For those of us who live near a river on the eastern coast of the United States, and yes, this category includes me, the arrival of the shad is one of the great signs of spring, along with allergies, baseball season, gnats, and having to do your income taxes, and no sooner does the shad run commence than the highways and byways of our happy little burg become lined to the danger point with cars, vans, pickup trucks, SUVs, and such other conveyances that will hold truly prodigious amounts of fishing equipment. This annual invasion of dedicated sportsmen is annoying in the extreme for those of us who live here, as our Izaak Walton wannabes seldom bother to look both ways when crossing the streets. What’s worse, or at least I think so, is that these people apparently believe that carrying a fishing rod and a tackle box conveys upon them some form of immunity from the vehicle and traffic laws of the Vampire State as well as an exemption from the laws of physics. So if any of you people, and you know who you are, are reading this, please be aware that waving your fishing rod at my thirteen year old Ford will not stop the car dead in its tracks; fishing rods are by no stretch of the imagination magic wands and this trick will no more work with my car than it will with a locomotive coming down the line. Except, of course, if I run you down, you know the law says it’s my fault, no matter how stupid you were, whereas if the train hits you and smears your dumb carcass over a mile of railroad track scores of people, including me, will read your obituary and mock you for trying to stop a locomotive with a fishing rod, and we will be happy that you have chosen to remove yourself from the gene pool. Greater love hath no man than this, that he lay down his life to improve the species. It’s a small victory, but they add up, you know, yes they do.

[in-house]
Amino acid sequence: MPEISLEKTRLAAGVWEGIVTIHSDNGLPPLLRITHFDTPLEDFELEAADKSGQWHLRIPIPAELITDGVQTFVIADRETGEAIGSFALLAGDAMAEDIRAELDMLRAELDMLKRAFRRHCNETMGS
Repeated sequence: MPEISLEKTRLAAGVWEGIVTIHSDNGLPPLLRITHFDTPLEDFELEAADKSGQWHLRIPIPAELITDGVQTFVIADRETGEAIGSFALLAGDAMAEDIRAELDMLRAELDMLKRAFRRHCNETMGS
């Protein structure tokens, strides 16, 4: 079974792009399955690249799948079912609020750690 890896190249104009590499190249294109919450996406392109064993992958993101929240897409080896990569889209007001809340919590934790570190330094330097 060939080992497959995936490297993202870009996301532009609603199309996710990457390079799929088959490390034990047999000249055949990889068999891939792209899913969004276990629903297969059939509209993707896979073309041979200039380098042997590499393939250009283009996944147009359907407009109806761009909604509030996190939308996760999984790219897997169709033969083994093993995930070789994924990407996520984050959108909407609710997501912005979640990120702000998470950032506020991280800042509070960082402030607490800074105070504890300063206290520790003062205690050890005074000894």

Arterialscerlosis is the order of the day on the Internet these days as well and I trust I didn’t hurt your neck with that segue to another subject, but I cannot help but notice the increasing narrowing of the information superhighway. For example, whenever I go online I must face a plethora of ads that promise to teach men fifty years old and over, yet another category that includes me, unfortunately, Spanish, French, and/or Italian with one simple trick. I know why this is happening; I have been going to my local public library and using the online French language program to teach myself a little bit of the language in preparation for a proposed expedition to the City of Light later this year. I have not been studying the language assiduously—I do nothing assiduously, I fear, except whine about my fate to all and sundry—and I can categorically state that after two and a half hours of not very intensive study my French is somewhat less good than my Spanish, a language that I have not been studying assiduously since high school. So I guess there’s hope for me yet. Also, I am not sure that this trip is even possible at this point, and to paraphrase Will Rogers, I am wasting no time on a prospect.